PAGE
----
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keys to the future of housing, financial and economic crises that we're currently encountering. and you have a remarkable opportunity to make a difference for millions of americans and i know you're aware. i know you some family members here as well this morning. let's take a minute and introduce them as well. can we do that before we start? [ inaudible ]. >> my son. >> welcome. >> my brother, a captain in the u.s. navy. >> surface ships or submarines? thought you might have had experience in connecticut. let me turn to senator tester. >> thank you, mr. chairman. and those introductions cleared up a lot. when i came in, i met mr. allison in the back room and i walked out here and i saw his brother george and thought, wow, how did he get out here so quick? >> he's going to be good at this. >> exactly.
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very, very good. thank you, chairman dodd. i want to thank you for calling this hearing and, of course, welcome mr. allison. i want to echo the chairman's comments on thanking you for your willingness to serve and your willingness to appear before the committee today. it was milton friedman that said nothing so permanent as a temporary government program. we need to make sure that t.a.r.p. does what it needs to do and then wind it down and get the taxpayers back as soon as possible. i know you feel that way. i want to commend you, mr. allison, for your willingness to serve and your efforts at fannie mae. i also want to be mindful of what i think we're going to need to do to get out of this economic recovery. we need to be mindful of the successes of this economic turn around will be driven by small business and middle class families. it is important, as i said earlier, to repay the tax payers as quickly as possible and not
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to just reinvest the funds because we have them. i think this money was specifically put out for a specific reason and we need to keep that in mind as we move forward. and we also need to understand the community banks play a critical role in the life bloods of our small rural communities across this country and they really weren't the cost of the economic problem, at least from my perspective. and maybe most difficult is we need to deal with the too big to fail problem that comes out. and if you can help us in that, i think that the sooner we can deal with that, the better off this country is going to be in general. with that, mr. chairman, i look forward to the testimony of herb allison and i look forward to a quick confirmation. >> thank you. i just noticed the arrival of our colleague from colorado, senator bennet. i'm saying with some deliberation and give you a chance to get seated over there.
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would you care to make any opening comments at all on the case of our nominee? >> i think -- thank you, mr. chairman. i would just like to thank you, mr. allison, for being here, thank you for your willingness to serve. i unfortunately have an agriculture committee hearing i have to go to. but i want to stress as i was coming in, i heard senator tester say this, how important small business and community banks are to this recovery effort. we have had a number of conversations here with treasury secretary on that subject. we have a case of our own in colorado relating to a bank failure of one of our agricultural banks that is -- that is under review by the treasury department. and my perspective is the same as senator tester's, which is that until we begin to see this involvement beginning to take place at the local level, our public is still going to wonder how we're spending our taxpayers' money. i want to underscore that for you.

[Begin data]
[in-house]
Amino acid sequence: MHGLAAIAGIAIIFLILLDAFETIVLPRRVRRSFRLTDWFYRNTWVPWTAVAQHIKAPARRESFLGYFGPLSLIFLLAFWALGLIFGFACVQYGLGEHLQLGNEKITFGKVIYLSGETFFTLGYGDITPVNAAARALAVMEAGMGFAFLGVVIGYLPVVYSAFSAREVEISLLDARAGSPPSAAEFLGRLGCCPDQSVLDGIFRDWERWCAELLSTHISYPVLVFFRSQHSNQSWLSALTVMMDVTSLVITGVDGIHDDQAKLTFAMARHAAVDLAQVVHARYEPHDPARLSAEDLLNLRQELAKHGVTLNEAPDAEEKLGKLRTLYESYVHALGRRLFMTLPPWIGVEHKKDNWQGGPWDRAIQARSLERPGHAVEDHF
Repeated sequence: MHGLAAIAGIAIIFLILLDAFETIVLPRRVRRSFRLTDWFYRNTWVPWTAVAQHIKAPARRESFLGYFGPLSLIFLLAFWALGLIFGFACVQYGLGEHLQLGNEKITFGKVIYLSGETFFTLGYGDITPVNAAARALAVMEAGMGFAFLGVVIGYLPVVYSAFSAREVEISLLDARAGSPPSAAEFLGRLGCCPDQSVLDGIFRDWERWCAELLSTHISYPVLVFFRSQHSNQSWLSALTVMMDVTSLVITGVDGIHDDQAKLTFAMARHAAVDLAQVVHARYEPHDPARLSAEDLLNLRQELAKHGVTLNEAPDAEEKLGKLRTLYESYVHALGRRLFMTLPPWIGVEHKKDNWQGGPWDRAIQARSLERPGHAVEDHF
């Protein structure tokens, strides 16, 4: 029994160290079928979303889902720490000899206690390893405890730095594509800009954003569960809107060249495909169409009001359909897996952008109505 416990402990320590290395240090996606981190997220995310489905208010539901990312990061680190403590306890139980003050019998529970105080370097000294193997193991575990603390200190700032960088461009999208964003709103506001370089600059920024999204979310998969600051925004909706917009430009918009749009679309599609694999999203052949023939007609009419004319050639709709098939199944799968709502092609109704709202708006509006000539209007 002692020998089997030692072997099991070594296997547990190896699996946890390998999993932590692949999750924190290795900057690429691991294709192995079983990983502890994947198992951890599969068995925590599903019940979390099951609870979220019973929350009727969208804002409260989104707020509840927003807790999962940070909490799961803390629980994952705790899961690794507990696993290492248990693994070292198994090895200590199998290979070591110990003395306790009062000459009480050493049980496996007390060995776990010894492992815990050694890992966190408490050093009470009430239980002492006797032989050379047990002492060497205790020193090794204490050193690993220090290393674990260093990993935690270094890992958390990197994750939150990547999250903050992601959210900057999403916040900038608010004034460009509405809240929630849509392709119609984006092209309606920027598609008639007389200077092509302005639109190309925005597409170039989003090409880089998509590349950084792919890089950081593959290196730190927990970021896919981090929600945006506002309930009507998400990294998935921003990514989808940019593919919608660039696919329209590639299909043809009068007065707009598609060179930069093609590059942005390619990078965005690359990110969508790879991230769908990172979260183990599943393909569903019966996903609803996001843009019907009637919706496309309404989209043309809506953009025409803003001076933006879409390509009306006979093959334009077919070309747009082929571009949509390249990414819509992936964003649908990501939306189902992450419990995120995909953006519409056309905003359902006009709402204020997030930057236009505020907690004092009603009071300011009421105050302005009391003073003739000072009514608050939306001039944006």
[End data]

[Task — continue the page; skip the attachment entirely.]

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i'm sure you know that and i look forward to hearing your thoughts about that and to working with you as a member of this committee. >> thank you, senator. >> thank you, mr. chairman. >> thank you, senator, very much. and mr. allison, welcome, again, to the committee and we'll be happy to hear your opening comments. >> thank you very much, chairman dodd and other members of the committee. i'm honored to be before you today. first, wasn't to thank presidi t obama and treasury geithner to asking know serve. and the staff and your time for acquainting me with your perspectives on the crisis and the measures to address it. before i review my background and my plans for the office of financial stability if confirmed, i want to thank my wife, again, of 35 years and my sons john and andrew for their steadfast support support over those years. i began my career as the chairman said as an officer in the u.s. navy, spending four years in active duty including a year in vietnam. after attending business school, i joined merrill lynch and spent
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28 years leaving as president in 1999. the merrill i held many positions in finance, human resources and investment banking and capital markets and general management. in 1998 i played a central role in unwinding long-term capital management, the hedge fund that a decade ago presented a systemic risk to our banking system. i learned from my experiences at merrill that the long-term success of financial institutions includes sound corporate governances including independent checks and balances, tight control over risk and executive compensation geared to long-term performance on behalf of clients as well as shareholders. at merrill lynch i contributed to strengthening the governance practices in the 1990s. since leaving merrill lynch a decade ago i've led two other major financial institutions through transitions necessary for their long-term success. in 2002 i became chairman and ceo of tiaa-creff, a leading